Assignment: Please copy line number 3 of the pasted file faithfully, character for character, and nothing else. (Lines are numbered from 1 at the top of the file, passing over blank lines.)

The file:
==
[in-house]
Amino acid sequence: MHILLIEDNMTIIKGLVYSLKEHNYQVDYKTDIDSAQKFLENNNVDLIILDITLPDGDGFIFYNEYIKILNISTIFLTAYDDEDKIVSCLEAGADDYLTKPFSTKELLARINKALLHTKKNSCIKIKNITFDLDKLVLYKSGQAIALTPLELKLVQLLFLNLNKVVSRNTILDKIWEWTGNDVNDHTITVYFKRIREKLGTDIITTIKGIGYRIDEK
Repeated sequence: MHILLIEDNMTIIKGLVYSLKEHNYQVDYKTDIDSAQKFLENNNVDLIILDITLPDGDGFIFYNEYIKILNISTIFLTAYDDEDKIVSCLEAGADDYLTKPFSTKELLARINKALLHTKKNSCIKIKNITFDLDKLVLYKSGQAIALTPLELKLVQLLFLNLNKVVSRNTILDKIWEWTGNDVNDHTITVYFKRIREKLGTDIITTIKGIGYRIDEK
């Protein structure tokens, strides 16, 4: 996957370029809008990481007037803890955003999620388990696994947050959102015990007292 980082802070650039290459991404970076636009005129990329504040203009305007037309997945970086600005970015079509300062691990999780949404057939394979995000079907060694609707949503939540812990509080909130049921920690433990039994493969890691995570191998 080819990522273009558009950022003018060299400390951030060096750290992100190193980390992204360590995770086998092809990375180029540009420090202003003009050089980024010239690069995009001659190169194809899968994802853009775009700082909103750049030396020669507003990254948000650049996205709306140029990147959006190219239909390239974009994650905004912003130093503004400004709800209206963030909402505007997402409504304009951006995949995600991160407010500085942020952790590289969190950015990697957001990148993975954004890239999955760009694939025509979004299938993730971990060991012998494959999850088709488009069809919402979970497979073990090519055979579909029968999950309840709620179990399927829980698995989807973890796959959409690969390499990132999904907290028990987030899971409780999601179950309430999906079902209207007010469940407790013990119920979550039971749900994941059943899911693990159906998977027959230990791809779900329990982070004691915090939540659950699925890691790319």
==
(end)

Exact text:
Repeated sequence: MHILLIEDNMTIIKGLVYSLKEHNYQVDYKTDIDSAQKFLENNNVDLIILDITLPDGDGFIFYNEYIKILNISTIFLTAYDDEDKIVSCLEAGADDYLTKPFSTKELLARINKALLHTKKNSCIKIKNITFDLDKLVLYKSGQAIALTPLELKLVQLLFLNLNKVVSRNTILDKIWEWTGNDVNDHTITVYFKRIREKLGTDIITTIKGIGYRIDEK